Experts say 'megadroughts' are likely to be more common in Utah's future

A bison walks in April along the receding edge of the Great Salt Lake on its way to a watering hole at Antelope Island. One part of the lake reached the lowest level ever earlier this year as a result of ongoing drought conditions.

A bison walks in April along the receding edge of the Great Salt Lake on its way to a watering hole at Antelope Island. One part of the lake reached the lowest level ever earlier this year as a result of ongoing drought conditions. (CNN)



Estimated read time: 7-8 minutes

SALT LAKE CITY — When Utah researchers first viewed the state's soil moisture levels this spring, they could hardly believe what they saw.

"We were so far below the minimum bounds of what we've seen historically that we didn't trust the graphics when we first looked at them," said Jon Meyer, a climate scientist with Utah State University's Utah Climate Center.

The soil moisture levels Meyer and his colleagues were looking at that day were a result of Utah's drought, which is linked to an ongoing "megadrought" dating back to 2000. While the short-term effects of Utah's drought this year may have started as a result of the driest calendar year on record, experts point to that two-decade-long megadrought as a key component to dry soils and depleted lake and reservoir levels across the state and region.

The West megadrought is considered the worst long-term regional drought since at least the 1500s if not the past 1,200 years, according to a study published in the journal Science last year. However, a new NASA Goddard Institute for Space Studies-led study suggests that soil moisture levels in Utah and across the Southwest will continue to dry in the next century — and at more dire rates if carbon emissions continue at the pace they are now.

The paper, published earlier this month in Advancing Earth and Space Science, suggests even "modest warming" can result in a 50% probability that a megadrought like the one the Southwest is currently in will appear again by the end of the 21st century. That means a 21-year megadrought wouldn't be a once in a 400-year or 1,200-year occurrence but potentially a twice-in-this-century phenomenon.

What's more, they found there's still a likelihood of drying conditions across the Southwest even if global temperatures don't heat up as much as feared.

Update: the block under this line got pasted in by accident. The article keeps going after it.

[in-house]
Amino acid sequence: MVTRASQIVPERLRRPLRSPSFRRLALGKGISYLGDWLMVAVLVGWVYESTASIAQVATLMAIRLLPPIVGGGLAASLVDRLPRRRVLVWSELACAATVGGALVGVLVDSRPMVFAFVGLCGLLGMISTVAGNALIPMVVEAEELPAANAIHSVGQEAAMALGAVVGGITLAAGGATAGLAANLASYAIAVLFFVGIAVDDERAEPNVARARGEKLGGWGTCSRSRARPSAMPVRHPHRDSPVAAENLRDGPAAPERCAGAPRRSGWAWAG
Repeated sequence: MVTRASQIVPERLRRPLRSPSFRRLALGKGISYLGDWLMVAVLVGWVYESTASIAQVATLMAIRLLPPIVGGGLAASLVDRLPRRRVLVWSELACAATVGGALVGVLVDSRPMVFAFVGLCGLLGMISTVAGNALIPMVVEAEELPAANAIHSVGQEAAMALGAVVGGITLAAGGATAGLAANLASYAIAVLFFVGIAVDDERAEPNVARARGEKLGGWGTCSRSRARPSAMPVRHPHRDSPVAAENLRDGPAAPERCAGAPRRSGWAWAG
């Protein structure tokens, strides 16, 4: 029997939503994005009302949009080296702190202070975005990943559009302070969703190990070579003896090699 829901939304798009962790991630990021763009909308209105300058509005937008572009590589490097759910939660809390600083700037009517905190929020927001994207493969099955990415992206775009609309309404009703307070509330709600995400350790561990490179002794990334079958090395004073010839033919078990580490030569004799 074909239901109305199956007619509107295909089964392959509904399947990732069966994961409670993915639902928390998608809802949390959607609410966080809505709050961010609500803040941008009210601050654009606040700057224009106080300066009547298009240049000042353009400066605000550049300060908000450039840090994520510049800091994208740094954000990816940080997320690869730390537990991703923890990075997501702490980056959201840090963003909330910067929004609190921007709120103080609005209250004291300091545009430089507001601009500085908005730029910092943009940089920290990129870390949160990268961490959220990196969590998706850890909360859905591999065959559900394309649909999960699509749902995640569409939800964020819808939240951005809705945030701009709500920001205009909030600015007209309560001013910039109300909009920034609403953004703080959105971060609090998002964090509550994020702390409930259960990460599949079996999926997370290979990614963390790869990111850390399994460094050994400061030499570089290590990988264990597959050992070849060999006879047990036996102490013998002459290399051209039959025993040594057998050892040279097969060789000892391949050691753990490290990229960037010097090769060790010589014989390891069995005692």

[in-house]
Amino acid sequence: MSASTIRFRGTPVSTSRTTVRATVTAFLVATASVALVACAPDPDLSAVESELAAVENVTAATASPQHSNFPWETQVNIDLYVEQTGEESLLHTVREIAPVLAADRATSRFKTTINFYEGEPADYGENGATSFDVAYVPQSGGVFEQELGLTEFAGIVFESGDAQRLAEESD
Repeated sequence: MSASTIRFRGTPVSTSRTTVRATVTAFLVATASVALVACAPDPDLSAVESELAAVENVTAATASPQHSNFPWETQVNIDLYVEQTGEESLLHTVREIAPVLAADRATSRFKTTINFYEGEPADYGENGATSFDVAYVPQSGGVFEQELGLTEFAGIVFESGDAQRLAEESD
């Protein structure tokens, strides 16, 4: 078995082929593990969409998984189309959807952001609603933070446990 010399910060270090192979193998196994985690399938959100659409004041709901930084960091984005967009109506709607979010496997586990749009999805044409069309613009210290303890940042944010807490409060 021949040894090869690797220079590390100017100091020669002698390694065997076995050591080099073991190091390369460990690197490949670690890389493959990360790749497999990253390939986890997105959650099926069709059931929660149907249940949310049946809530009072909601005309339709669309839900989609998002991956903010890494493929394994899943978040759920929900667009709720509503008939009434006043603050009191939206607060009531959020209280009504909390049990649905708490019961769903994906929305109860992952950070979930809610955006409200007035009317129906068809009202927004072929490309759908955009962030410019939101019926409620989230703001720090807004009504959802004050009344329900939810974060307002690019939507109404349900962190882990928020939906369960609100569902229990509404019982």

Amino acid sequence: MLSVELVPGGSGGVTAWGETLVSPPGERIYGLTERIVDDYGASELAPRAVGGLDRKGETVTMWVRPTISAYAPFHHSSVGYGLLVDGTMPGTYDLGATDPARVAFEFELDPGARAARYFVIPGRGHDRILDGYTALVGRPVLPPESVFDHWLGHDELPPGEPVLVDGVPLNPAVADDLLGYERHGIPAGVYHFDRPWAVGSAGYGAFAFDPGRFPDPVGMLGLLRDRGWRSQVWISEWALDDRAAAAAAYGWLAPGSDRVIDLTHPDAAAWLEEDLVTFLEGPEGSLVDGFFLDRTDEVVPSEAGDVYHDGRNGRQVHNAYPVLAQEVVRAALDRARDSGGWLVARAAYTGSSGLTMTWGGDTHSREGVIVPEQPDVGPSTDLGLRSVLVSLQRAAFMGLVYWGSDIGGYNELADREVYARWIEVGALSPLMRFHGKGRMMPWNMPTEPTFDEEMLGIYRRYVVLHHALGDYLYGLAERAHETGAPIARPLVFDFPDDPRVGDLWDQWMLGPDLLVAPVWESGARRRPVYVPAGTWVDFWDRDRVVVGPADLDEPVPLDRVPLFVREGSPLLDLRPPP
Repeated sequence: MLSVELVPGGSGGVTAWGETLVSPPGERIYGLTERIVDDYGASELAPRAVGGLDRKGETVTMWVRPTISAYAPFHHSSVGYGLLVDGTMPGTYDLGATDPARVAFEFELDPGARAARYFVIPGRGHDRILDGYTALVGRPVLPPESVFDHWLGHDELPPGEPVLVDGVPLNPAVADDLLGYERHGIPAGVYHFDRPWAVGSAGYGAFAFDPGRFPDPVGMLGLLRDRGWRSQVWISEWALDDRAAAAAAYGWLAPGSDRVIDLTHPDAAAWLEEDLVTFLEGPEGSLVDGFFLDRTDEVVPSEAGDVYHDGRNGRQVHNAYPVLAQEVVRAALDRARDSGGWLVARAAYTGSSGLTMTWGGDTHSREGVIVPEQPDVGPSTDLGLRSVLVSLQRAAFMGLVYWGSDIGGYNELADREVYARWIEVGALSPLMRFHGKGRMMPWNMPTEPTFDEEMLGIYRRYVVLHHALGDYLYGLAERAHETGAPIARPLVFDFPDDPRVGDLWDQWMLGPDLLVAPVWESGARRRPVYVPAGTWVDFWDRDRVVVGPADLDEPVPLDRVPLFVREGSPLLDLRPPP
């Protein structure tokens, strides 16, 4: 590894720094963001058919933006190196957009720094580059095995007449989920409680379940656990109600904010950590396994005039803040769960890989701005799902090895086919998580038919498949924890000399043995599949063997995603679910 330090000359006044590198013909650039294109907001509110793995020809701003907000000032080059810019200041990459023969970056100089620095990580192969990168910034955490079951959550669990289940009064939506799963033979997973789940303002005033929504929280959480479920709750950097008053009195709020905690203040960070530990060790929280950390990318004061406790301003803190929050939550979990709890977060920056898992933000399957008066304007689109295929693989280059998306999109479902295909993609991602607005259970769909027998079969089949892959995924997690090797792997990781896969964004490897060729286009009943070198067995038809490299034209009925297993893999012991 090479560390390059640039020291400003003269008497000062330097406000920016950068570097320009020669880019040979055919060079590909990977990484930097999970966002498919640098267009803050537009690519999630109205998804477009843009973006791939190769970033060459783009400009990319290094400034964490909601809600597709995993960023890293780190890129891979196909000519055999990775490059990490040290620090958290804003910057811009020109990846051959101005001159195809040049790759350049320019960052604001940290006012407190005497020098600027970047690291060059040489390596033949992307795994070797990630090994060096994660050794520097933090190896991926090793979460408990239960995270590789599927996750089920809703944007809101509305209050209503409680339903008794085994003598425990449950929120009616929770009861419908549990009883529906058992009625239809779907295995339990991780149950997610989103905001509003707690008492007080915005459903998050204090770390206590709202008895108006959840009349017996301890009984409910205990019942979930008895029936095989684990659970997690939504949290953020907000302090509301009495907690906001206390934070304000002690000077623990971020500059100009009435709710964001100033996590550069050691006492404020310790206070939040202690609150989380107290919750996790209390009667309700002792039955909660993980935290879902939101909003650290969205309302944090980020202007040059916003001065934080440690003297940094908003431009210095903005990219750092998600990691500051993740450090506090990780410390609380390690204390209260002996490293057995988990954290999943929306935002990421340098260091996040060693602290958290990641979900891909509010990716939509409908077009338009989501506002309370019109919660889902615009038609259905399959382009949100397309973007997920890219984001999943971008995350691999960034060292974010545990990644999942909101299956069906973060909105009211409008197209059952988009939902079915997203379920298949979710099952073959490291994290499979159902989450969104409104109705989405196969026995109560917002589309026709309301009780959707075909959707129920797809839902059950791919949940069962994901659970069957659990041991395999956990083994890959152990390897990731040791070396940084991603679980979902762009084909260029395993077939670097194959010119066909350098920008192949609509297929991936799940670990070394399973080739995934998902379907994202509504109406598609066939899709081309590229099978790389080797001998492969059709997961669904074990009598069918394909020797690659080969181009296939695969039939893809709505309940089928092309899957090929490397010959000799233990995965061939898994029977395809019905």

"The high levels of 21-year drought risk are driven by large precipitation declines in half the models, which shift the region to a drier mean state under even the lowest warming scenario," the researchers wrote.

Looking at the effects of a megadrought

The study isn't much of a shock for researchers like Meyer, who continue to study the effects of the current megadrought firsthand.

It's not just unbelievably dry soil levels, which itself can amplify the effects of droughts; he points to the Great Salt Lake, which reached its lowest water levels on record in one of its locations this past summer, as another example of the megadrought impacts.

While it doesn't produce freshwater for human consumption, Meyer said researchers consider it to be "an excellent barometer" for the state's water resources. It's also believed to be one of the best bodies of water to help climate scientists understand Utah's water history and also forecast Utah's water future.

"Seeing it touch its record lows over the last 150 years this year is certainly cause for concern going forward — just knowing how closely tied Utah's economic prosperity is with water resources," he said.

Then there's Utah's reservoir system, which relies heavily on snow. It's estimated that upwards of 95% of the state's water comes from snow runoff in the spring. The state's reservoirs are constructed to hold that runoff and keep Utah supplied with drinking and irrigation water.


Our reservoir system has been built based on the premise of lots of spring runoff occurring and storing that spring runoff. That hydrological assumption is changing before our eyes.

–Jon Meyer, a climate scientist with Utah State University's Utah Climate Center


The Utah Climate Center has found that Utah's "snow season" has only gotten shorter since 1980, with later snowpack starts and earlier snowpack ends — generally speaking. The 2021 snowpack season, for example, peaked a little more than a week before the 1981-2010 normal, according to Natural Resources Conservation Service data.

It's not only that. Meyer said there have been more and more instances of rain events during the normal snow seasons, which he said accelerate snowmelt at times when the state needs to continue to building snowpack. Those two issues, in addition to less rain, have led to the reservoir situation.